No Forks and Pure Proof of Stake - Algorand (ALGO) | Full Guide
Today we are going to introduce you to one of the most exciting blockchain projects in the space – Algorand. They have made a lot of noise recently after acquiring several high-value partnerships. At its core lies an innovative consensus protocol called pure proof-of-stake (PPOS). The protocol allows developers to build scalable blockchain-native solutions for real-world use cases and aims to boost DeFi adoption. The Algorand Foundation is based out of Singapore and it has the following three core properties:
Silvio Micali – The man behind Algorand
Before we go any further, let’s introduce ourselves to the brains behind the project. Silvio Micali is one of the greatest cryptographers who has ever lived. In 1989, along with Shafi Goldwasser and Charles Rackoff, he created zero-knowledge proofs. Along with that, he is known for his work on public-key cryptosystems, pseudorandom functions, digital signatures, oblivious transfer, and secure multiparty computation. Some of his doctoral students have been legends in their own right like Mihir Bellare, Bonnie Berger, Shai Halevi, Rafail Ostrovsky, Rafael Pass, Chris Peikert, and Phillip Rogaway. Micali was awarded the Turing award in 2012 for his contribution to cryptography.
Algorand – Pure Proof-of-Stake
Since there are no central authorities, such as a board of directors, who make decisions on the protocol directions. How does anything get done in a decentralized system? This is where consensus mechanisms come in. The idea is to have an algorithm that collects consensus from the entire network regarding a particular query. As long as most of the network gives their thumbs up, the query is good to go.
Bitcoin achieved consensus with a method called proof-of-work (POW). This is how it works:
While it’s hard to argue against the security provided to the Bitcoin blockchain, the problem with POW is that it is highly unsustainable. The main problems being:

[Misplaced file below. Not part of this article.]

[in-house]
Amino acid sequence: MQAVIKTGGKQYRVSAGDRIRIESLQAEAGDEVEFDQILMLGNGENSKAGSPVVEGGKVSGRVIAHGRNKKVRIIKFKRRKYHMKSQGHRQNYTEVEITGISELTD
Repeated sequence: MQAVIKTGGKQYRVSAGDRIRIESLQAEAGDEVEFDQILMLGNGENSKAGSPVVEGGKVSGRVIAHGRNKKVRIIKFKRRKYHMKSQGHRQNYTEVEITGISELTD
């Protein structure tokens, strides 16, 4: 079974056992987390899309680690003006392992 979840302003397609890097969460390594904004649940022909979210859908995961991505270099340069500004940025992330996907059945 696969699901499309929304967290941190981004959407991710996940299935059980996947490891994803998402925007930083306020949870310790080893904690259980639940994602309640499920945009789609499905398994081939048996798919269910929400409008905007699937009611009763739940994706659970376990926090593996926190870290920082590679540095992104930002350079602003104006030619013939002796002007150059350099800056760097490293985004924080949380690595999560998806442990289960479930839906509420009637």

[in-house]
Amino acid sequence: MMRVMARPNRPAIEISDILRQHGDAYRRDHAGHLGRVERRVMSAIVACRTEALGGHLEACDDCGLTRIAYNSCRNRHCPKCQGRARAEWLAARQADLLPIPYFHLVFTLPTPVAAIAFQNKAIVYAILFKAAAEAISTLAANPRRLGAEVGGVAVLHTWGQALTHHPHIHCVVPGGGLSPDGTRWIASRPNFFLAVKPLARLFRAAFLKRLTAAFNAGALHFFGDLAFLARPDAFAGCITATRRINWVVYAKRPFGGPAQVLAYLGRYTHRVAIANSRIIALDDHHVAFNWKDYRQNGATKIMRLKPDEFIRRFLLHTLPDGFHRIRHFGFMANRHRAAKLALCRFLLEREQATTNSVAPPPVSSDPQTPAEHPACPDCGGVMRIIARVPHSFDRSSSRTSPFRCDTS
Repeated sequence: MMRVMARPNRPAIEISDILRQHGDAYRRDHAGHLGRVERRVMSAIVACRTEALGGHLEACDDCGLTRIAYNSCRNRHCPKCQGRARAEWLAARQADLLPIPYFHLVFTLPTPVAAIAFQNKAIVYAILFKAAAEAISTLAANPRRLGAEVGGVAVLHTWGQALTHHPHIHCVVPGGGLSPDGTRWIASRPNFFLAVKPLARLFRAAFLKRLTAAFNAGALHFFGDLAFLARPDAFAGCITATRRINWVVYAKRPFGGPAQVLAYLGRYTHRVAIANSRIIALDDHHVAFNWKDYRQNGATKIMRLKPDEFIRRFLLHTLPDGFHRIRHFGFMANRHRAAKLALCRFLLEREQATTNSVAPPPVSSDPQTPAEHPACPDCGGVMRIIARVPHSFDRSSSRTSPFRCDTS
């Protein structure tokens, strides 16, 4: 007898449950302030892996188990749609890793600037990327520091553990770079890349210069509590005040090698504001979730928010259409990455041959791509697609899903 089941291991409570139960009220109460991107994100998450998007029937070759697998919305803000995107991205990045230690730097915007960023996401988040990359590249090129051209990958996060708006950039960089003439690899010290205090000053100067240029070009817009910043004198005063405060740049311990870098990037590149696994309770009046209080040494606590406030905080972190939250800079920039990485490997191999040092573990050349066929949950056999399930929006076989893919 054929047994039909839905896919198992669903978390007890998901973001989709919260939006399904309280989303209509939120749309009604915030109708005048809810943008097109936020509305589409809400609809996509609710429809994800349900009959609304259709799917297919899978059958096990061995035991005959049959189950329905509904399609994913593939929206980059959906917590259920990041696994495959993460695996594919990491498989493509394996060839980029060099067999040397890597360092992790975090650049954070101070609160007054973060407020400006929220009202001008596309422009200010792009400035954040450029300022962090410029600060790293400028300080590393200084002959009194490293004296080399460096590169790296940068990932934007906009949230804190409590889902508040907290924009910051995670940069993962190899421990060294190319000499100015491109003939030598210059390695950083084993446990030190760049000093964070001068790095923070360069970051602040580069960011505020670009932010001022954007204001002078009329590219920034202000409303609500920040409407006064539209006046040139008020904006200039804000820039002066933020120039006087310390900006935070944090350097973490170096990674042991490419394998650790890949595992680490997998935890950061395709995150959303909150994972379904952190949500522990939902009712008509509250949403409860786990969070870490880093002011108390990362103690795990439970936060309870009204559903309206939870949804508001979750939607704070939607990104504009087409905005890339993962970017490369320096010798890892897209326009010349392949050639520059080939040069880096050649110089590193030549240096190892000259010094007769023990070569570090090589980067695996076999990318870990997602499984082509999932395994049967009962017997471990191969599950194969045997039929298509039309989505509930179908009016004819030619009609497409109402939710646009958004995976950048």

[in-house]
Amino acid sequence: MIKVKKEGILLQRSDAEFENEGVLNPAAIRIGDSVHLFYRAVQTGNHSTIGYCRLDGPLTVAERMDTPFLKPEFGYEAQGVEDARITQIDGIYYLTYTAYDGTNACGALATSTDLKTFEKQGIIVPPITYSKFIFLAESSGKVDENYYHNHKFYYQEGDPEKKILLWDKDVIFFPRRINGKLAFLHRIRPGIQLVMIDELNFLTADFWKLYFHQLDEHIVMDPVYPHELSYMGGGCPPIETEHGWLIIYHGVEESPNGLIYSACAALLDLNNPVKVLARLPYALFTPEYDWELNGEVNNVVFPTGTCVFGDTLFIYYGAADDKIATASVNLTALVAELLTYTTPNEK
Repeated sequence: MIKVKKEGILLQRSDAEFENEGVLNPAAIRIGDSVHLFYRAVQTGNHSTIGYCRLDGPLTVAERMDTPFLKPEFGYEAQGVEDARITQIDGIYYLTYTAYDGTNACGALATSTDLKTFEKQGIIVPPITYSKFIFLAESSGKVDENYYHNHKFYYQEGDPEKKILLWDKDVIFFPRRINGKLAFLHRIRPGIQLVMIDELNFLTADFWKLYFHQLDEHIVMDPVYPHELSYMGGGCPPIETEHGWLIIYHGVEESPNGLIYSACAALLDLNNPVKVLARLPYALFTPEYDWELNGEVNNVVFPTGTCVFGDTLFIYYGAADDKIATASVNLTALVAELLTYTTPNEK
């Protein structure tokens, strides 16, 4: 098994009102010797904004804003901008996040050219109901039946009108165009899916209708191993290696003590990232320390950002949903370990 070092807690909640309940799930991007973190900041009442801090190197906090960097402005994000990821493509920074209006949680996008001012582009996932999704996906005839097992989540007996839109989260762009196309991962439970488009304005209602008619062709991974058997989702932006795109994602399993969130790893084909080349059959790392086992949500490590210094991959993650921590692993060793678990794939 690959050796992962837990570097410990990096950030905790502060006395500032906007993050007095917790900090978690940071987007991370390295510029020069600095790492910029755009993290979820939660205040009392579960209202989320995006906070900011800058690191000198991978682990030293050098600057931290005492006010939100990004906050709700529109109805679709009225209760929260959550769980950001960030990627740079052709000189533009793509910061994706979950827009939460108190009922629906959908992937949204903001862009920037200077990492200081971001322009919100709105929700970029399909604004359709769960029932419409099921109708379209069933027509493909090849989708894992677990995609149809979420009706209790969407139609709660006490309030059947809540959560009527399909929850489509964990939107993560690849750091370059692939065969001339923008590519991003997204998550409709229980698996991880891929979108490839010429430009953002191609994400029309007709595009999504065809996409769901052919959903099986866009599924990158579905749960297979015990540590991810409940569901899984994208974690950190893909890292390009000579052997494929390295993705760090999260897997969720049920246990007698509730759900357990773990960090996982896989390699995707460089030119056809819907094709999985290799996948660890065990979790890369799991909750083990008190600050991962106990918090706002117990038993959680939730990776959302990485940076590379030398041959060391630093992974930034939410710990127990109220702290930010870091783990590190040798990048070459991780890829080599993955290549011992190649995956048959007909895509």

This is why the newer protocols are opting for a more virtual consensus mechanism that doesn’t require you to spend real-world resources. One of the most popular forms of these virtual consensus algorithms happens to be proof-of-stake.
What is Proof-of-Stake?
This is how proof-of-stake or POS works:
Algorand’s consensus is a slight variation of the traditional POS, called pure proof-of-stake (PPOS).
What is pure proof-of-stake?
In traditional POS systems, your stake acts in the same way as your hashing power does in POW systems. However, the problem with this approach is that it embraces the “rich get richer” concept. The validators who already own a large number of tokens in the system will get more chances to mine blocks and get richer.
PPOS enables Algorand to adopt a more egalitarian approach. ALGO token holders are randomly and secretly chosen to add blocks to the main blockchain. The holders are chosen irrespective of the size of their stake. This method ensures that:
The security of the overall economy is tied to the whole network instead of a wealthy few. This increases the overall decentralized quality of the network and ensures that the system is as secure as possible and safe from potential 51% attacks. In Algorand:
PPOS vs BPOS
BPOS stands for bonded proof-of-stake, which is a system where people lock up a stake in the ecosystem and:
The main advantage of PPOS over BPOS is that it doesn’t hold your stake hostage. Users are free to spend their stake anytime they want since it’s stored in their wallets. On the other hand, in BPOS, users have to set aside their stakes and completely forget about it during the consensus process.
PPOS vs DPOS
Another interesting POS approach that has become quite famous is delegated proof-of-stake. Championed by EOS, delegated proof-of-stake emphasizes speed over decentralization by choosing certain delegates in the network who are in charge of the consensus process.